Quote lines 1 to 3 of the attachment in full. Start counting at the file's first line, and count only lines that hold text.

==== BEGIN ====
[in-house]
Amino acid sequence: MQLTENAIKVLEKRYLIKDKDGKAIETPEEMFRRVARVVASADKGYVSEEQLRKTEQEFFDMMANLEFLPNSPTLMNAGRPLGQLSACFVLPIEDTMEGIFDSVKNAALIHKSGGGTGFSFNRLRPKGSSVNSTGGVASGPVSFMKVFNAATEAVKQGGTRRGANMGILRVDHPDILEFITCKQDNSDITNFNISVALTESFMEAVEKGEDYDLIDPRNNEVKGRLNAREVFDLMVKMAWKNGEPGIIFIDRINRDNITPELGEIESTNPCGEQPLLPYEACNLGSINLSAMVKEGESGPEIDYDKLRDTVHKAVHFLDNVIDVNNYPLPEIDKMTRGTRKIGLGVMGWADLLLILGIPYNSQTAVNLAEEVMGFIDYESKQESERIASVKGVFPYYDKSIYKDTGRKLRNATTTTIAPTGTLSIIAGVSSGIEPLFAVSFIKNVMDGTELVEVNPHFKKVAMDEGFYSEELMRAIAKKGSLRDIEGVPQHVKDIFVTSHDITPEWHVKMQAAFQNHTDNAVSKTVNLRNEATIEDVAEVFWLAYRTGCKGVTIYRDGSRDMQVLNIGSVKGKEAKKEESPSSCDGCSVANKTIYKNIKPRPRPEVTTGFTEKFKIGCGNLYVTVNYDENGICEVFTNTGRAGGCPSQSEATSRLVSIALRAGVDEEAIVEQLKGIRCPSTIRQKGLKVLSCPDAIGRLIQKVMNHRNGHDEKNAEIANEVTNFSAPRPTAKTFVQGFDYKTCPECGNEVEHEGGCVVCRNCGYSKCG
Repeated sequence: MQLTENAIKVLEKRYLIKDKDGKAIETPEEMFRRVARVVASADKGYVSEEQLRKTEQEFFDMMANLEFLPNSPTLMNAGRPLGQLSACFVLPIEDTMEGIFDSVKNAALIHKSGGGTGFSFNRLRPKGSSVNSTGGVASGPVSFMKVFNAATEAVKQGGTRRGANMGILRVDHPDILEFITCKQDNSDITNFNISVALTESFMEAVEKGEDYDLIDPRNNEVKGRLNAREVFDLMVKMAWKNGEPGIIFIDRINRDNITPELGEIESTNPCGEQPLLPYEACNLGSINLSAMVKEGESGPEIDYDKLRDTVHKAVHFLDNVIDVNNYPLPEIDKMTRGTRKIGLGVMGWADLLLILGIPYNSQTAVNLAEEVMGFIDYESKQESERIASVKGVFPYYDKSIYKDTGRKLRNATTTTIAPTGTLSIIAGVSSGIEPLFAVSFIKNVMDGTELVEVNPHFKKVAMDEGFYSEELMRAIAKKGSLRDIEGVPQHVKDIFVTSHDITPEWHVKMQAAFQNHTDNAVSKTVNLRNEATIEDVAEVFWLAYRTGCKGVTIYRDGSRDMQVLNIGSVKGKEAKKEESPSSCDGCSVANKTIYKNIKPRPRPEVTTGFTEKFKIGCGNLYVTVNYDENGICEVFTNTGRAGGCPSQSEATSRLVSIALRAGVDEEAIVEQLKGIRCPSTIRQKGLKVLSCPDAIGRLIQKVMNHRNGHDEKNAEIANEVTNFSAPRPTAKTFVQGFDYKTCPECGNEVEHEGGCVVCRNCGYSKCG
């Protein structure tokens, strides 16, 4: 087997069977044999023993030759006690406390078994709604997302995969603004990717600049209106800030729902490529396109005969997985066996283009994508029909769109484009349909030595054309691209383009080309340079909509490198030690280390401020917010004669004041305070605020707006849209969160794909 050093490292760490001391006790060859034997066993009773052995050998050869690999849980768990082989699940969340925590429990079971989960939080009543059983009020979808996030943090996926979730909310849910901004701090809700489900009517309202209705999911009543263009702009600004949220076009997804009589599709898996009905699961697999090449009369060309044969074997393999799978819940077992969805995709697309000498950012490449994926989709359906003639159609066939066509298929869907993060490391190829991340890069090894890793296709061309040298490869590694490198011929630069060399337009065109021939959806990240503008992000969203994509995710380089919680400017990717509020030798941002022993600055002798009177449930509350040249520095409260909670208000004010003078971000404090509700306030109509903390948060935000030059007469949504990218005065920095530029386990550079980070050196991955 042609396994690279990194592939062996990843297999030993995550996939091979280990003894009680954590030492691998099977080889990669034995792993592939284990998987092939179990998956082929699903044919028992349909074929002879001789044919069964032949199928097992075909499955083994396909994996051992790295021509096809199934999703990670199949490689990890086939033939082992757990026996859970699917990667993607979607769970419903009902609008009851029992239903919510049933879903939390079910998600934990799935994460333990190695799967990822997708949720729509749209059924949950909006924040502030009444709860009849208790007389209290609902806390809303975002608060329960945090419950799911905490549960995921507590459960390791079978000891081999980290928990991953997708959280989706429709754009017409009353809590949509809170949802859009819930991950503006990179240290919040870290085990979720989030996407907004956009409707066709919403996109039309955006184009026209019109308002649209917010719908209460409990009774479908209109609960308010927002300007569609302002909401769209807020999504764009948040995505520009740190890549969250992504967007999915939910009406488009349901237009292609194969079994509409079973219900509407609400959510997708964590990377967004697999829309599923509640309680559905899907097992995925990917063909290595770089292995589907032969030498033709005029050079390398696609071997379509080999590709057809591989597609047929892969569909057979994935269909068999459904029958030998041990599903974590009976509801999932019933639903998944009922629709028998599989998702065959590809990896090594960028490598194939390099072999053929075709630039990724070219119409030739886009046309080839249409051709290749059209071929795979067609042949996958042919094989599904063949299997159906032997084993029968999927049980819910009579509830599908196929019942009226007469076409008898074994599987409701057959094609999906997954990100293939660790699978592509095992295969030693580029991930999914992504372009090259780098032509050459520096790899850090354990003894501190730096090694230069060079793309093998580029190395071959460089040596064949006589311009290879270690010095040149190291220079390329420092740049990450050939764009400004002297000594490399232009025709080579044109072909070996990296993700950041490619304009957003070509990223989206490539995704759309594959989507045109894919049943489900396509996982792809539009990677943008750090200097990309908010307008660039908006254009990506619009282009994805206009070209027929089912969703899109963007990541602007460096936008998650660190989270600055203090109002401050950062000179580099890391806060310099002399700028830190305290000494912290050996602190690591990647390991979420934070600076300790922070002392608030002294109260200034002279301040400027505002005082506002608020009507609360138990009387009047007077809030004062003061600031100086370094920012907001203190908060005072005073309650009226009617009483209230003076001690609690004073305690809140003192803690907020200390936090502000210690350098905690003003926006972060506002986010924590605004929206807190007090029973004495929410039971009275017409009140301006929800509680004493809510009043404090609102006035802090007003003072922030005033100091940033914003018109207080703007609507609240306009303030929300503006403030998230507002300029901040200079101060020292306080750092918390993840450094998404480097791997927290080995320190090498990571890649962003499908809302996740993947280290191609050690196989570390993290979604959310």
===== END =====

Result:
[in-house]
Amino acid sequence: MQLTENAIKVLEKRYLIKDKDGKAIETPEEMFRRVARVVASADKGYVSEEQLRKTEQEFFDMMANLEFLPNSPTLMNAGRPLGQLSACFVLPIEDTMEGIFDSVKNAALIHKSGGGTGFSFNRLRPKGSSVNSTGGVASGPVSFMKVFNAATEAVKQGGTRRGANMGILRVDHPDILEFITCKQDNSDITNFNISVALTESFMEAVEKGEDYDLIDPRNNEVKGRLNAREVFDLMVKMAWKNGEPGIIFIDRINRDNITPELGEIESTNPCGEQPLLPYEACNLGSINLSAMVKEGESGPEIDYDKLRDTVHKAVHFLDNVIDVNNYPLPEIDKMTRGTRKIGLGVMGWADLLLILGIPYNSQTAVNLAEEVMGFIDYESKQESERIASVKGVFPYYDKSIYKDTGRKLRNATTTTIAPTGTLSIIAGVSSGIEPLFAVSFIKNVMDGTELVEVNPHFKKVAMDEGFYSEELMRAIAKKGSLRDIEGVPQHVKDIFVTSHDITPEWHVKMQAAFQNHTDNAVSKTVNLRNEATIEDVAEVFWLAYRTGCKGVTIYRDGSRDMQVLNIGSVKGKEAKKEESPSSCDGCSVANKTIYKNIKPRPRPEVTTGFTEKFKIGCGNLYVTVNYDENGICEVFTNTGRAGGCPSQSEATSRLVSIALRAGVDEEAIVEQLKGIRCPSTIRQKGLKVLSCPDAIGRLIQKVMNHRNGHDEKNAEIANEVTNFSAPRPTAKTFVQGFDYKTCPECGNEVEHEGGCVVCRNCGYSKCG
Repeated sequence: MQLTENAIKVLEKRYLIKDKDGKAIETPEEMFRRVARVVASADKGYVSEEQLRKTEQEFFDMMANLEFLPNSPTLMNAGRPLGQLSACFVLPIEDTMEGIFDSVKNAALIHKSGGGTGFSFNRLRPKGSSVNSTGGVASGPVSFMKVFNAATEAVKQGGTRRGANMGILRVDHPDILEFITCKQDNSDITNFNISVALTESFMEAVEKGEDYDLIDPRNNEVKGRLNAREVFDLMVKMAWKNGEPGIIFIDRINRDNITPELGEIESTNPCGEQPLLPYEACNLGSINLSAMVKEGESGPEIDYDKLRDTVHKAVHFLDNVIDVNNYPLPEIDKMTRGTRKIGLGVMGWADLLLILGIPYNSQTAVNLAEEVMGFIDYESKQESERIASVKGVFPYYDKSIYKDTGRKLRNATTTTIAPTGTLSIIAGVSSGIEPLFAVSFIKNVMDGTELVEVNPHFKKVAMDEGFYSEELMRAIAKKGSLRDIEGVPQHVKDIFVTSHDITPEWHVKMQAAFQNHTDNAVSKTVNLRNEATIEDVAEVFWLAYRTGCKGVTIYRDGSRDMQVLNIGSVKGKEAKKEESPSSCDGCSVANKTIYKNIKPRPRPEVTTGFTEKFKIGCGNLYVTVNYDENGICEVFTNTGRAGGCPSQSEATSRLVSIALRAGVDEEAIVEQLKGIRCPSTIRQKGLKVLSCPDAIGRLIQKVMNHRNGHDEKNAEIANEVTNFSAPRPTAKTFVQGFDYKTCPECGNEVEHEGGCVVCRNCGYSKCG